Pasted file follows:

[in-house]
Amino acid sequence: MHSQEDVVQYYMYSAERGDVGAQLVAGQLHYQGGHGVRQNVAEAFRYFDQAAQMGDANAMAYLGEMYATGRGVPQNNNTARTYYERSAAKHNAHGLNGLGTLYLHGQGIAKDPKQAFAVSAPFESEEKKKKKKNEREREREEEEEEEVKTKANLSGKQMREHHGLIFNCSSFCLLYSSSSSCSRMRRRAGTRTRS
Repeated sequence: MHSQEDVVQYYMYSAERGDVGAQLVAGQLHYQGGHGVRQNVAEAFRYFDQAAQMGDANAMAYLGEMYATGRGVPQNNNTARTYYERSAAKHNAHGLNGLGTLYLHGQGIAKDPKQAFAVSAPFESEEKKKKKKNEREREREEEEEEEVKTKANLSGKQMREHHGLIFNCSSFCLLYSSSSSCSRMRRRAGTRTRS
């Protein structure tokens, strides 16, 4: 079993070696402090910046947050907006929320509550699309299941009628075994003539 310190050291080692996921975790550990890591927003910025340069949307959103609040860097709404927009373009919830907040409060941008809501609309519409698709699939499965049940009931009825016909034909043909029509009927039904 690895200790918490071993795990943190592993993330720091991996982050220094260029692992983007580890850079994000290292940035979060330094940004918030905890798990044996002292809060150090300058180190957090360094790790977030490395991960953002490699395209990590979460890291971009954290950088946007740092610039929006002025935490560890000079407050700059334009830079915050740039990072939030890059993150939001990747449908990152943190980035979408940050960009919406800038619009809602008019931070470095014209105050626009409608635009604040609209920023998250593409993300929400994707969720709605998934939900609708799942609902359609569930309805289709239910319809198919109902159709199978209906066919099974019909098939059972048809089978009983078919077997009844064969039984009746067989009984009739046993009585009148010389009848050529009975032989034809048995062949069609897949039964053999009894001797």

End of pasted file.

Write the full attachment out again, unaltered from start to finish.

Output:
[in-house]
Amino acid sequence: MHSQEDVVQYYMYSAERGDVGAQLVAGQLHYQGGHGVRQNVAEAFRYFDQAAQMGDANAMAYLGEMYATGRGVPQNNNTARTYYERSAAKHNAHGLNGLGTLYLHGQGIAKDPKQAFAVSAPFESEEKKKKKKNEREREREEEEEEEVKTKANLSGKQMREHHGLIFNCSSFCLLYSSSSSCSRMRRRAGTRTRS
Repeated sequence: MHSQEDVVQYYMYSAERGDVGAQLVAGQLHYQGGHGVRQNVAEAFRYFDQAAQMGDANAMAYLGEMYATGRGVPQNNNTARTYYERSAAKHNAHGLNGLGTLYLHGQGIAKDPKQAFAVSAPFESEEKKKKKKNEREREREEEEEEEVKTKANLSGKQMREHHGLIFNCSSFCLLYSSSSSCSRMRRRAGTRTRS
């Protein structure tokens, strides 16, 4: 079993070696402090910046947050907006929320509550699309299941009628075994003539 310190050291080692996921975790550990890591927003910025340069949307959103609040860097709404927009373009919830907040409060941008809501609309519409698709699939499965049940009931009825016909034909043909029509009927039904 690895200790918490071993795990943190592993993330720091991996982050220094260029692992983007580890850079994000290292940035979060330094940004918030905890798990044996002292809060150090300058180190957090360094790790977030490395991960953002490699395209990590979460890291971009954290950088946007740092610039929006002025935490560890000079407050700059334009830079915050740039990072939030890059993150939001990747449908990152943190980035979408940050960009919406800038619009809602008019931070470095014209105050626009409608635009604040609209920023998250593409993300929400994707969720709605998934939900609708799942609902359609569930309805289709239910319809198919109902159709199978209906066919099974019909098939059972048809089978009983078919077997009844064969039984009746067989009984009739046993009585009148010389009848050529009975032989034809048995062949069609897949039964053999009894001797």